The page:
Research ArticlePregnancy

Integrated trajectories of the maternal metabolome, proteome, and immunome predict labor onset

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Science Translational Medicine  05 May 2021:
Vol. 13, Issue 592, eabd9898
DOI: 10.1126/scitranslmed.abd9898

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Toward better prediction of labor

Current methods to predict spontaneous labor are fairly inaccurate. To provide better estimates and biomarkers of labor onset, the biological processes that lead up to labor need to be better understood. Stelzer et al. performed metabolome, proteome, and immunome studies on blood samples from 63 women in the 100 days before delivery. They identified a surge in IL-1R4 and steroid hormones in the weeks before delivery, which was coordinated with a switch from immune activation to regulation of inflammatory responses. A model was then constructed to predict time to labor independent of gestational age. These results may be helpful for development of more accurate methods to predict labor.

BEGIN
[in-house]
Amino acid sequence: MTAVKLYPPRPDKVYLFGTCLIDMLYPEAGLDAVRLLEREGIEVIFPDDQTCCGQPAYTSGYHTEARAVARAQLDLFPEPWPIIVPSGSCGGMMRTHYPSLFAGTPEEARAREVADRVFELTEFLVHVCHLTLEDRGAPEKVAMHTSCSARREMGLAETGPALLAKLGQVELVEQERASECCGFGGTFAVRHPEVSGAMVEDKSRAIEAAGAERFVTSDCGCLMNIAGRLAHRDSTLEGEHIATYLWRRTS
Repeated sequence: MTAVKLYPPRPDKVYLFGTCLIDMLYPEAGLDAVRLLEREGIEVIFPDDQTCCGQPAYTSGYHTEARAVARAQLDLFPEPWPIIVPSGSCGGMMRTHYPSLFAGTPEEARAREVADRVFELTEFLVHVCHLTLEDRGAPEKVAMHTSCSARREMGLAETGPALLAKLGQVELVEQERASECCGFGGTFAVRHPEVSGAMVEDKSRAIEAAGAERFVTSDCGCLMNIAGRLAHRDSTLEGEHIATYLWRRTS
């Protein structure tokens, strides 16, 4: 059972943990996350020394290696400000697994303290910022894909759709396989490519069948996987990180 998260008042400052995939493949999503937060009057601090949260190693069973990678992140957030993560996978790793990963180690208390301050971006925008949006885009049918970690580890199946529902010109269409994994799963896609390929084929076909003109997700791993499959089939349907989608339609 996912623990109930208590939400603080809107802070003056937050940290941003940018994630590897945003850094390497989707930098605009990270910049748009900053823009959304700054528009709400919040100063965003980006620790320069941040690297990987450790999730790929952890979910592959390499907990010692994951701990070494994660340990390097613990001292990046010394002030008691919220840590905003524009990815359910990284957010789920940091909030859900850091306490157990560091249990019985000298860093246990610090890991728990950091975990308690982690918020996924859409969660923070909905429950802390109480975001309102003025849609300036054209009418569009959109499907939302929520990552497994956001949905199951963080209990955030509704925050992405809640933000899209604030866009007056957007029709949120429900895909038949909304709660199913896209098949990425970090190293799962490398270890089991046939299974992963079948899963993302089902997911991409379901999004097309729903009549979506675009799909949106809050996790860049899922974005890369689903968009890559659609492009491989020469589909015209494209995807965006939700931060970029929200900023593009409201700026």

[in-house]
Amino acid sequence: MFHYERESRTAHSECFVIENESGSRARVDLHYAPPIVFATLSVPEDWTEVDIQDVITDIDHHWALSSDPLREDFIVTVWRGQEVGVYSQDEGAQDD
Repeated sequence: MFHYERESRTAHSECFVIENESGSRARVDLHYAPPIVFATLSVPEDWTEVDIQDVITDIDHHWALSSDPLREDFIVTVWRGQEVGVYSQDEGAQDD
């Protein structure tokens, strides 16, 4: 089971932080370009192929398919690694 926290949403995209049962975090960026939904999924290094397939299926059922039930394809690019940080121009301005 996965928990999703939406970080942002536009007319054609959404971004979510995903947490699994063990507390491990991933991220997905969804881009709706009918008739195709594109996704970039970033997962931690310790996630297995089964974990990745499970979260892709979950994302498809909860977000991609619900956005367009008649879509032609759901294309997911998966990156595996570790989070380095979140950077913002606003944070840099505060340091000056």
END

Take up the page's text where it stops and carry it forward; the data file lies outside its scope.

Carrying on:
Estimating the time of delivery is of high clinical importance because pre- and postterm deviations are associated with complications for the mother and her offspring. However, current estimations are inaccurate. As pregnancy progresses toward labor, major transitions occur in fetomaternal immune, metabolic, and endocrine systems that culminate in birth. The comprehensive characterization of maternal biology that precedes labor is key to understanding these physiological transitions and identifying predictive biomarkers of delivery. Here, a longitudinal study was conducted in 63 women who went into labor spontaneously. More than 7000 plasma analytes and peripheral immune cell responses were analyzed using untargeted mass spectrometry, aptamer-based proteomic technology, and single-cell mass cytometry in serial blood samples collected during the last 100 days of pregnancy. The high-dimensional dataset was integrated into a multiomic model that predicted the time to spontaneous labor [R = 0.85, 95% confidence interval (CI) [0.79 to 0.89], P = 1.2 × 10−40, N = 53, training set; R = 0.81, 95% CI [0.61 to 0.91], P = 3.9 × 10−7, N = 10, independent test set]. Coordinated alterations in maternal metabolome, proteome, and immunome marked a molecular shift from pregnancy maintenance to prelabor biology 2 to 4 weeks before delivery. A surge in steroid hormone metabolites and interleukin-1 receptor type 4 that preceded labor coincided with a switch from immune activation to regulation of inflammatory responses. Our study lays the groundwork for developing blood-based methods for predicting the day of labor, anchored in mechanisms shared in preterm and term pregnancies.

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